But these readings call us to look to the rock from which we are truly hewn, to find our belonging in God, to discover that we’re his children, living stones in his Temple, the place where he dwells. We’re called to believe that truth, to trust it and to live by it, so that God can make our wildernesses like Eden, our deserts like the gardens of the Lord.





Friday, 21 August 2020

What has God put in your hands?

 Audio version here 

Matthew 15. 21-28


There’s a story told of an Irish saint from the sixth century, St Kevin, a man known for his feats of heroic prayerfulness. He was a hermit who lived in a cave by the side of Glendalough, a lake in County Wicklow. According to legend, at the beginning of Lent one year, Kevin settled down to pray. He stretched out his hands, as he always did, and sank deep into prayer. So deep was his prayer, that he didn’t notice when a blackbird landed on his hand. So deep was his prayer that he didn’t notice either when she flew away and came back again with a twig in her mouth. So deep was his prayer, in fact that he didn’t notice her going to and fro for all that day, hour after hour, bringing twig after twig, weaving them together. He didn’t notice her bring dried grass and weave that in too. He didn’t notice until right at the end of the day, when he opened his eyes and realised that there in his hand was a perfectly woven nest, and the blackbird sitting in it. And underneath her were three sky-blue eggs.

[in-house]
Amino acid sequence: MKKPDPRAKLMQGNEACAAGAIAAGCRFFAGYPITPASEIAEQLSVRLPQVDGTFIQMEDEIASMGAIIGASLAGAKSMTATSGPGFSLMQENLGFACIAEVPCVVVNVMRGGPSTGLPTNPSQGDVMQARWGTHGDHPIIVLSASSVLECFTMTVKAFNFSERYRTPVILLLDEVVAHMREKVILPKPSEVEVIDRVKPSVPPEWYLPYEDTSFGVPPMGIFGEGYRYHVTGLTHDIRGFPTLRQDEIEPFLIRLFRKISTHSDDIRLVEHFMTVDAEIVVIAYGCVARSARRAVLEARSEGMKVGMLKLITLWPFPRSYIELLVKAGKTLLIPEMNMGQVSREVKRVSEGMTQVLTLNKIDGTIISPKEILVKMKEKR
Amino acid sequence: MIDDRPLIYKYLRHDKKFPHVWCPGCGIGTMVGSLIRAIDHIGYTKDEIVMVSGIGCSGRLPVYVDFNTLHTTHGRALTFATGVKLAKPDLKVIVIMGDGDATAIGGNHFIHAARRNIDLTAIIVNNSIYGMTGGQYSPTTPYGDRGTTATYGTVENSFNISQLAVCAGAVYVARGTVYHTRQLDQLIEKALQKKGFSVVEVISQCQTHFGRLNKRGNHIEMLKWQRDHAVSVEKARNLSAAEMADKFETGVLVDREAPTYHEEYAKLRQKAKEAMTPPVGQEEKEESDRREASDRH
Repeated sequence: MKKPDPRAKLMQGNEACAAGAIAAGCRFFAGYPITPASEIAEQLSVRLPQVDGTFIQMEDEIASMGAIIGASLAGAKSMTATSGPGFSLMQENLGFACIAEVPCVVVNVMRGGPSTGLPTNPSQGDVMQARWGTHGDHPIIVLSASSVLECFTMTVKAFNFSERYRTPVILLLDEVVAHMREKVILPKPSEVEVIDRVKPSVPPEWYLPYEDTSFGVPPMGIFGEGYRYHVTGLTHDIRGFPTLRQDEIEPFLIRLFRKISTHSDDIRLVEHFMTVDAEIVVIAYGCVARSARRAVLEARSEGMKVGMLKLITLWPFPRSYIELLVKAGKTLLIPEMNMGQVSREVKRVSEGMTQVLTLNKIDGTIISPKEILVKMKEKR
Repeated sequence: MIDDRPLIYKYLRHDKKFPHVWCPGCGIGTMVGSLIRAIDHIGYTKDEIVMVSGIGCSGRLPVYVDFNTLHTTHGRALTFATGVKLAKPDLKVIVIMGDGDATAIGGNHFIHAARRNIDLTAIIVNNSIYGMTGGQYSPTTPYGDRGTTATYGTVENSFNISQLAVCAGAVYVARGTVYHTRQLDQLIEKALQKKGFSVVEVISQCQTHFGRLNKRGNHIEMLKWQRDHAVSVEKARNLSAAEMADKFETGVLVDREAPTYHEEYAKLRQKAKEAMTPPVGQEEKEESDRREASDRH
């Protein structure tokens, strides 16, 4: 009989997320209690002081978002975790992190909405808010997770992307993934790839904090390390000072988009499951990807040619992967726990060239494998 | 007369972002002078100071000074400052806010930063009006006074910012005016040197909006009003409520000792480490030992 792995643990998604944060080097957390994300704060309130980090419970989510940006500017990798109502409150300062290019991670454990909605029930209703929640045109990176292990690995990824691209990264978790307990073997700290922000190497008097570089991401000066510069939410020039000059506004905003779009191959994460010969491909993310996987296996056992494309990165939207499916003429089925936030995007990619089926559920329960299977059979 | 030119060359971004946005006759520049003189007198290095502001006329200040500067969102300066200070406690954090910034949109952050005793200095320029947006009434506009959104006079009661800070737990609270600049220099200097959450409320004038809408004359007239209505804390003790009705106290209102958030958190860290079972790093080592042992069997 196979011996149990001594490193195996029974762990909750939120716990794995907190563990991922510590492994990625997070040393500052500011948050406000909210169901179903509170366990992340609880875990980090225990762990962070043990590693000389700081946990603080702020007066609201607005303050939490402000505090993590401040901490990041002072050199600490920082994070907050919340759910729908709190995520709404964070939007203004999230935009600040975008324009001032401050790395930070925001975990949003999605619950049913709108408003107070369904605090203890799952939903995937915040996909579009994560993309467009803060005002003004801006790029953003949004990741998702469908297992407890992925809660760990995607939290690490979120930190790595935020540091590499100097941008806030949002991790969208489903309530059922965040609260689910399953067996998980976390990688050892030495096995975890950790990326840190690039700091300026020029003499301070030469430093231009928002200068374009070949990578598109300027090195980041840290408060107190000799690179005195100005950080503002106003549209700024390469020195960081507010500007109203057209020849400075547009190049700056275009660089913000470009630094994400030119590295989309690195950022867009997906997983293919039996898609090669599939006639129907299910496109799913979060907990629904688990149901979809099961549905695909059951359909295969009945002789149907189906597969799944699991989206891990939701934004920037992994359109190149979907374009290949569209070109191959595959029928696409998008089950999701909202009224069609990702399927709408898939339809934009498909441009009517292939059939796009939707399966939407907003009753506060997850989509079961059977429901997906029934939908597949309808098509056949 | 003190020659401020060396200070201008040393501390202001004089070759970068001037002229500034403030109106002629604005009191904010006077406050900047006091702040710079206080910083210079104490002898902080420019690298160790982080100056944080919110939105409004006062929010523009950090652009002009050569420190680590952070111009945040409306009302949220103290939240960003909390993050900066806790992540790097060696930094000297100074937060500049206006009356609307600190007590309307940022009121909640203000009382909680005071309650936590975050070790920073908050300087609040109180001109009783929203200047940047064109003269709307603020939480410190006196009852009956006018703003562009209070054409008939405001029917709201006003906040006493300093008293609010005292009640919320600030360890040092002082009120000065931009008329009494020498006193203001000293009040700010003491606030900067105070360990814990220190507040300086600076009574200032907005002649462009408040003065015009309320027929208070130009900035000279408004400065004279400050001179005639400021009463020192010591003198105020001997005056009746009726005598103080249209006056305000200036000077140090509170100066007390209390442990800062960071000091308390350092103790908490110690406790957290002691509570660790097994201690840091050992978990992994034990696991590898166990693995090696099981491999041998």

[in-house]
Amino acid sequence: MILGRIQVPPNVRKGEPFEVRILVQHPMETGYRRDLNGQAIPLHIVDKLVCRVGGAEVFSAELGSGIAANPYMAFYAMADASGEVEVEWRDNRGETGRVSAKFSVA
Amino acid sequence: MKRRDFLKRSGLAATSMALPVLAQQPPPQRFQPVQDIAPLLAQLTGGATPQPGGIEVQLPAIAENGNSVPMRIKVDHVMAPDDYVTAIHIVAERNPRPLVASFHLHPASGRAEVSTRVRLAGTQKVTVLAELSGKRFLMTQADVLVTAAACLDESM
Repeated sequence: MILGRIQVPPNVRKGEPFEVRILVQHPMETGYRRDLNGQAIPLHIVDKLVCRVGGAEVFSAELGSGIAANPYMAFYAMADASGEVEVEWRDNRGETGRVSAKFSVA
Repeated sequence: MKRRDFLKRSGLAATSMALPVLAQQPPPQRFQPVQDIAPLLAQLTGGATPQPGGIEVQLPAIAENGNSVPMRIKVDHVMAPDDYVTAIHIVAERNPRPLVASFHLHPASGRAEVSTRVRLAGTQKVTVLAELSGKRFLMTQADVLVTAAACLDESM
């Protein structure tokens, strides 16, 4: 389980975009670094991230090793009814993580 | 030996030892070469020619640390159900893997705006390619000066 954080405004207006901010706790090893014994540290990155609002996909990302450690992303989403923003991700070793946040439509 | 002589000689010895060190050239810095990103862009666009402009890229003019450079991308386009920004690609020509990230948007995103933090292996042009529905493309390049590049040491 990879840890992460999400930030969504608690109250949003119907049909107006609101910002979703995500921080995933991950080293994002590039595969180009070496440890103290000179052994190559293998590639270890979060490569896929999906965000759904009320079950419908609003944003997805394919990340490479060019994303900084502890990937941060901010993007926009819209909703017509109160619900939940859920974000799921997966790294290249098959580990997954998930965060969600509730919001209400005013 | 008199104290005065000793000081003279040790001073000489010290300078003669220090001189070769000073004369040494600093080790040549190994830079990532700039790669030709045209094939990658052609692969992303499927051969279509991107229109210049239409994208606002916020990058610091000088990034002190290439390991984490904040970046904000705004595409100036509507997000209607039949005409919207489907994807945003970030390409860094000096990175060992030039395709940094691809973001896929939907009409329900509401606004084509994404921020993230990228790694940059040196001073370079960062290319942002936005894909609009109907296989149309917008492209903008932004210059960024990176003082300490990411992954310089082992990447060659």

“Ah!” thought Kevin. “Now what shall I do? Sister Blackbird has honoured me with her company, trusted me with her young. Hmm! Well, there’s nothing for it but to wait, and while I wait, to pray”. So Kevin did. According to the story, he prayed for days and days, sitting quite still, not stopping to sleep or to eat. One week passed, and two, and in the third week he saw the eggs crack open, and little by little the blackbird chicks emerge. But that didn’t mean he could move. Far from it. Now it was even more important that he stayed still as the parent birds brought food to their chicks. So Kevin just carried on praying. By the time the chicks were ready to fledge and fly the nest, Lent was nearly over, and as Easter Sunday came he celebrated the new life of resurrection, and the new life of the chicks that had grown in the nest of his outstretched hands…


Well, you can believe it if you like, but it’s a good story, whether it happened or not.


I like it because it makes me wonder what unexpected thing God might have put in my hands to deal with. Perhaps it is something which I would rather not handle – maybe St Kevin had at least the odd moment when he wished that blackbird had nested somewhere else. Often in our lives there are situations which seem to us to get in the way of what we really want to be doing with our lives. We could be so much better, holier people if only… If only, we didn’t have that awkward boss at work, that difficult relationship at home, that illness to deal with, these cares and worries, those doubts and fears, this Covid19 pandemic. These things seem to us to be distractions, diverting us from the path we planned to take.


And yet it’s often in facing up to and dealing with these awkward realities that we find the greatest blessing. We find our hearts and lives expanding because of them. Sometimes we may find a solution to them. Sometimes we may end up having to live with them, but what looks like a diversion from the straight road we’d mapped out turns out to be a pathway which leads to life in all its fullness.